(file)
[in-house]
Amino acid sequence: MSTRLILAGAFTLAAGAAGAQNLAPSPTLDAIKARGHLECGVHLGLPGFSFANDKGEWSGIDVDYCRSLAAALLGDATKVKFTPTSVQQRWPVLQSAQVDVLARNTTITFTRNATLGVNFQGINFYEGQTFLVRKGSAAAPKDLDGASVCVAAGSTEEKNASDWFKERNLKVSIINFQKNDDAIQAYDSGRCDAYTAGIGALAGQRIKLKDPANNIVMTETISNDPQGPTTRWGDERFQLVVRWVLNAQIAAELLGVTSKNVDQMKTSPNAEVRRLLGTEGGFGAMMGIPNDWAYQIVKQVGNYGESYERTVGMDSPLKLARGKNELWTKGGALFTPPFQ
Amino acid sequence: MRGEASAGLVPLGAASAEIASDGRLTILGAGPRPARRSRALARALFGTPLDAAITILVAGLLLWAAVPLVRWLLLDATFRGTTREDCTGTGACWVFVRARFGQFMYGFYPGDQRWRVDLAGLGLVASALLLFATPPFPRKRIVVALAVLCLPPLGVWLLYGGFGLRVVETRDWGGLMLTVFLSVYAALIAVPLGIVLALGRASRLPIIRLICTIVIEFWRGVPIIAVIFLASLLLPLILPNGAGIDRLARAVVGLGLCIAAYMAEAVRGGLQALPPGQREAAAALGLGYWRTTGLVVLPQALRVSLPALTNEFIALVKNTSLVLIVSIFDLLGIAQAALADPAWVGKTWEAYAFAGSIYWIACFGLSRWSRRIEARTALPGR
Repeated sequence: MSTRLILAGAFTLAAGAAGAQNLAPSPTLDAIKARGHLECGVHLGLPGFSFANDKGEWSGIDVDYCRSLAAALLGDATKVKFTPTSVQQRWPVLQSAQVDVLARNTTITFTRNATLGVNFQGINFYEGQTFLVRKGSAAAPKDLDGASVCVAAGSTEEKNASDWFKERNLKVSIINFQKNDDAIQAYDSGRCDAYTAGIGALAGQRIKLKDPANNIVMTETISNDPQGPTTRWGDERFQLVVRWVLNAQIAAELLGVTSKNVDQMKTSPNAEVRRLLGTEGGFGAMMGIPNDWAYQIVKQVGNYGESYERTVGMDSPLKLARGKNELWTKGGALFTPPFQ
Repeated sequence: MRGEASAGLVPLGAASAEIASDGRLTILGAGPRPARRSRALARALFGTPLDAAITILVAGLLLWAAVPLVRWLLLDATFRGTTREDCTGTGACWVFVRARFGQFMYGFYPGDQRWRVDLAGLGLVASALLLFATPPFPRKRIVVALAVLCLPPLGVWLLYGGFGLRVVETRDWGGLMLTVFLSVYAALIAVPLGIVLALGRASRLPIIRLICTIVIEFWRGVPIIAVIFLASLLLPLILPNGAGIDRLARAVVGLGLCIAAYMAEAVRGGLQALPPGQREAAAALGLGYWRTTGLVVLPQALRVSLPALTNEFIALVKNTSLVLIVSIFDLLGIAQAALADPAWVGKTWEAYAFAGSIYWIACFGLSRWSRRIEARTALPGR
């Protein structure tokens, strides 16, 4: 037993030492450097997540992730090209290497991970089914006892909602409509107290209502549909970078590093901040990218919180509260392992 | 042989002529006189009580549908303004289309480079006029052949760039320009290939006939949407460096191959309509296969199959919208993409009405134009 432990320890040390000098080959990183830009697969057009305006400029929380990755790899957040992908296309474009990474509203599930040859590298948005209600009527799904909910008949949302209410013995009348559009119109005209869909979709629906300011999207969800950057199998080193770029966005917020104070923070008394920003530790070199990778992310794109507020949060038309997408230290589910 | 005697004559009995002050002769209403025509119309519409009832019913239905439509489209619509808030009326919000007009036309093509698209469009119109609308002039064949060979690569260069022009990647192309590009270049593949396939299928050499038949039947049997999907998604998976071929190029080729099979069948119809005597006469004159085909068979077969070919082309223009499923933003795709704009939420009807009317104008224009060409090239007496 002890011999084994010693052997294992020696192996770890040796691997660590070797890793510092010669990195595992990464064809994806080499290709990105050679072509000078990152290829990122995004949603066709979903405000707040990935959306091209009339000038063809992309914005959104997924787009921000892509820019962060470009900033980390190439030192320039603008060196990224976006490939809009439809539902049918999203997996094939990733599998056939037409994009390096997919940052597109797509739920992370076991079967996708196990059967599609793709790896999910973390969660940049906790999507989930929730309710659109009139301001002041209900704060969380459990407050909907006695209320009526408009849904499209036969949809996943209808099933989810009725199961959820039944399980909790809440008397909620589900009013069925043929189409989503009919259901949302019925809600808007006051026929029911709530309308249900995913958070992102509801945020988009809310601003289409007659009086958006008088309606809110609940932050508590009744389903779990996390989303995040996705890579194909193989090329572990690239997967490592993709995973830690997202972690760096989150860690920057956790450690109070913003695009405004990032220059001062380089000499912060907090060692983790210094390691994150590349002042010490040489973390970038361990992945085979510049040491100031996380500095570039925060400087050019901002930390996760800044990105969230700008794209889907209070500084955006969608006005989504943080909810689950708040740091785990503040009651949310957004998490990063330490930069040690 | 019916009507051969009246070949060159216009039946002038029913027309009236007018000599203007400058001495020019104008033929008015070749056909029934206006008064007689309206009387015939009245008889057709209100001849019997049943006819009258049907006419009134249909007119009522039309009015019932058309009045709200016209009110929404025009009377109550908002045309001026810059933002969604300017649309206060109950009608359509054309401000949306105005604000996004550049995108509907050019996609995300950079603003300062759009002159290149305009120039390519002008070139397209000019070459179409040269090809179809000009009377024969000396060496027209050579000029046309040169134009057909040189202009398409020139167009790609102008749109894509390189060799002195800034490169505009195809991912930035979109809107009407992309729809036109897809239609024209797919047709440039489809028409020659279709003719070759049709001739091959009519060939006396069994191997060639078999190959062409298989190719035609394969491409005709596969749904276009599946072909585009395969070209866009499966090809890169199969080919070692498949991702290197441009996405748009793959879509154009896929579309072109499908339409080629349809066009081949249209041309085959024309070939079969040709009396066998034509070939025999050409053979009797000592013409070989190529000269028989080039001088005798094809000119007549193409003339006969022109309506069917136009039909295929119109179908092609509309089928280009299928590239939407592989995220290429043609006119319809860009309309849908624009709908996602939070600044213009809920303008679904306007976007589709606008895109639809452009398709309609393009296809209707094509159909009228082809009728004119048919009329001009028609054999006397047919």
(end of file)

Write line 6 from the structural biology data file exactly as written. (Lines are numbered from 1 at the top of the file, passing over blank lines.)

């Protein structure tokens, strides 16, 4: 037993030492450097997540992730090209290497991970089914006892909602409509107290209502549909970078590093901040990218919180509260392992 | 042989002529006189009580549908303004289309480079006029052949760039320009290939006939949407460096191959309509296969199959919208993409009405134009 432990320890040390000098080959990183830009697969057009305006400029929380990755790899957040992908296309474009990474509203599930040859590298948005209600009527799904909910008949949302209410013995009348559009119109005209869909979709629906300011999207969800950057199998080193770029966005917020104070923070008394920003530790070199990778992310794109507020949060038309997408230290589910 | 005697004559009995002050002769209403025509119309519409009832019913239905439509489209619509808030009326919000007009036309093509698209469009119109609308002039064949060979690569260069022009990647192309590009270049593949396939299928050499038949039947049997999907998604998976071929190029080729099979069948119809005597006469004159085909068979077969070919082309223009499923933003795709704009939420009807009317104008224009060409090239007496 002890011999084994010693052997294992020696192996770890040796691997660590070797890793510092010669990195595992990464064809994806080499290709990105050679072509000078990152290829990122995004949603066709979903405000707040990935959306091209009339000038063809992309914005959104997924787009921000892509820019962060470009900033980390190439030192320039603008060196990224976006490939809009439809539902049918999203997996094939990733599998056939037409994009390096997919940052597109797509739920992370076991079967996708196990059967599609793709790896999910973390969660940049906790999507989930929730309710659109009139301001002041209900704060969380459990407050909907006695209320009526408009849904499209036969949809996943209808099933989810009725199961959820039944399980909790809440008397909620589900009013069925043929189409989503009919259901949302019925809600808007006051026929029911709530309308249900995913958070992102509801945020988009809310601003289409007659009086958006008088309606809110609940932050508590009744389903779990996390989303995040996705890579194909193989090329572990690239997967490592993709995973830690997202972690760096989150860690920057956790450690109070913003695009405004990032220059001062380089000499912060907090060692983790210094390691994150590349002042010490040489973390970038361990992945085979510049040491100031996380500095570039925060400087050019901002930390996760800044990105969230700008794209889907209070500084955006969608006005989504943080909810689950708040740091785990503040009651949310957004998490990063330490930069040690 | 019916009507051969009246070949060159216009039946002038029913027309009236007018000599203007400058001495020019104008033929008015070749056909029934206006008064007689309206009387015939009245008889057709209100001849019997049943006819009258049907006419009134249909007119009522039309009015019932058309009045709200016209009110929404025009009377109550908002045309001026810059933002969604300017649309206060109950009608359509054309401000949306105005604000996004550049995108509907050019996609995300950079603003300062759009002159290149305009120039390519002008070139397209000019070459179409040269090809179809000009009377024969000396060496027209050579000029046309040169134009057909040189202009398409020139167009790609102008749109894509390189060799002195800034490169505009195809991912930035979109809107009407992309729809036109897809239609024209797919047709440039489809028409020659279709003719070759049709001739091959009519060939006396069994191997060639078999190959062409298989190719035609394969491409005709596969749904276009599946072909585009395969070209866009499966090809890169199969080919070692498949991702290197441009996405748009793959879509154009896929579309072109499908339409080629349809066009081949249209041309085959024309070939079969040709009396066998034509070939025999050409053979009797000592013409070989190529000269028989080039001088005798094809000119007549193409003339006969022109309506069917136009039909295929119109179908092609509309089928280009299928590239939407592989995220290429043609006119319809860009309309849908624009709908996602939070600044213009809920303008679904306007976007589709606008895109639809452009398709309609393009296809209707094509159909009228082809009728004119048919009329001009028609054999006397047919």